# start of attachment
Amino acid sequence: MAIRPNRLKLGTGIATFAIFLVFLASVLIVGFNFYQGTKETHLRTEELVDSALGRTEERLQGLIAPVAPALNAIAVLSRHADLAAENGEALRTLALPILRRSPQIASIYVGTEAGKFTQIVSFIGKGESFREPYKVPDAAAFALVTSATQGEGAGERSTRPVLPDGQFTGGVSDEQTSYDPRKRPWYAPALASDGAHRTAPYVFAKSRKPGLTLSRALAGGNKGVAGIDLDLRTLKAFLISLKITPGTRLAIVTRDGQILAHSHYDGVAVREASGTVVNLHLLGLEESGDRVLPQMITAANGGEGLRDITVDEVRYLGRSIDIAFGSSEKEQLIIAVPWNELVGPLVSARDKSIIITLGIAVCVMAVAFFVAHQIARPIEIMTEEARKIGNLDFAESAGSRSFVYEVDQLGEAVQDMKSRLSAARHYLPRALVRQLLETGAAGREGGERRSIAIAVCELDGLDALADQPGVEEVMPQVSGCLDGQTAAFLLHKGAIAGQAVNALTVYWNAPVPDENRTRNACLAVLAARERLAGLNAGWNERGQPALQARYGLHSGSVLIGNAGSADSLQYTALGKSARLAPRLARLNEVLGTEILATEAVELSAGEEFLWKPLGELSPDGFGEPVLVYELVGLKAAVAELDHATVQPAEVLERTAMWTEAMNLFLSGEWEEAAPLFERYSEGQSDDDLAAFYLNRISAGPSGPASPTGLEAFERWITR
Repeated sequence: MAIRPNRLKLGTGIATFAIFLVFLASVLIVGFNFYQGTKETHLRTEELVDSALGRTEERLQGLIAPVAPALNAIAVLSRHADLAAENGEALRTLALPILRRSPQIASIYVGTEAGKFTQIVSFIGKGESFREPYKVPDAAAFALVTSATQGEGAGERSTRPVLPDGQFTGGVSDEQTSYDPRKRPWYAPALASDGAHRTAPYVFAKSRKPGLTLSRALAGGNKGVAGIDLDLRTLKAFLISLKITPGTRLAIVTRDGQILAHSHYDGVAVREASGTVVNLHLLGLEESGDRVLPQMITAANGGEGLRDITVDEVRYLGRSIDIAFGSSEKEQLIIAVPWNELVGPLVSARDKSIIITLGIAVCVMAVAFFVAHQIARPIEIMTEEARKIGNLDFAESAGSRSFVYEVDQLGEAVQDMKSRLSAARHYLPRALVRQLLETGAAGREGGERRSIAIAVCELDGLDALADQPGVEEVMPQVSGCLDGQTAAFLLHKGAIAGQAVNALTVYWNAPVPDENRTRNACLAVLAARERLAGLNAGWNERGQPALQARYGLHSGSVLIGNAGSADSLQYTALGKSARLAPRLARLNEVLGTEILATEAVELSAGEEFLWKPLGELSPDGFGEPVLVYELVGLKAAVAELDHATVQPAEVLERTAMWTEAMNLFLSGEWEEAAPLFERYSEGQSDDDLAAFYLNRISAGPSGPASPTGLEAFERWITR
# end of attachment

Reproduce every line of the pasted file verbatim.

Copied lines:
Amino acid sequence: MAIRPNRLKLGTGIATFAIFLVFLASVLIVGFNFYQGTKETHLRTEELVDSALGRTEERLQGLIAPVAPALNAIAVLSRHADLAAENGEALRTLALPILRRSPQIASIYVGTEAGKFTQIVSFIGKGESFREPYKVPDAAAFALVTSATQGEGAGERSTRPVLPDGQFTGGVSDEQTSYDPRKRPWYAPALASDGAHRTAPYVFAKSRKPGLTLSRALAGGNKGVAGIDLDLRTLKAFLISLKITPGTRLAIVTRDGQILAHSHYDGVAVREASGTVVNLHLLGLEESGDRVLPQMITAANGGEGLRDITVDEVRYLGRSIDIAFGSSEKEQLIIAVPWNELVGPLVSARDKSIIITLGIAVCVMAVAFFVAHQIARPIEIMTEEARKIGNLDFAESAGSRSFVYEVDQLGEAVQDMKSRLSAARHYLPRALVRQLLETGAAGREGGERRSIAIAVCELDGLDALADQPGVEEVMPQVSGCLDGQTAAFLLHKGAIAGQAVNALTVYWNAPVPDENRTRNACLAVLAARERLAGLNAGWNERGQPALQARYGLHSGSVLIGNAGSADSLQYTALGKSARLAPRLARLNEVLGTEILATEAVELSAGEEFLWKPLGELSPDGFGEPVLVYELVGLKAAVAELDHATVQPAEVLERTAMWTEAMNLFLSGEWEEAAPLFERYSEGQSDDDLAAFYLNRISAGPSGPASPTGLEAFERWITR
Repeated sequence: MAIRPNRLKLGTGIATFAIFLVFLASVLIVGFNFYQGTKETHLRTEELVDSALGRTEERLQGLIAPVAPALNAIAVLSRHADLAAENGEALRTLALPILRRSPQIASIYVGTEAGKFTQIVSFIGKGESFREPYKVPDAAAFALVTSATQGEGAGERSTRPVLPDGQFTGGVSDEQTSYDPRKRPWYAPALASDGAHRTAPYVFAKSRKPGLTLSRALAGGNKGVAGIDLDLRTLKAFLISLKITPGTRLAIVTRDGQILAHSHYDGVAVREASGTVVNLHLLGLEESGDRVLPQMITAANGGEGLRDITVDEVRYLGRSIDIAFGSSEKEQLIIAVPWNELVGPLVSARDKSIIITLGIAVCVMAVAFFVAHQIARPIEIMTEEARKIGNLDFAESAGSRSFVYEVDQLGEAVQDMKSRLSAARHYLPRALVRQLLETGAAGREGGERRSIAIAVCELDGLDALADQPGVEEVMPQVSGCLDGQTAAFLLHKGAIAGQAVNALTVYWNAPVPDENRTRNACLAVLAARERLAGLNAGWNERGQPALQARYGLHSGSVLIGNAGSADSLQYTALGKSARLAPRLARLNEVLGTEILATEAVELSAGEEFLWKPLGELSPDGFGEPVLVYELVGLKAAVAELDHATVQPAEVLERTAMWTEAMNLFLSGEWEEAAPLFERYSEGQSDDDLAAFYLNRISAGPSGPASPTGLEAFERWITR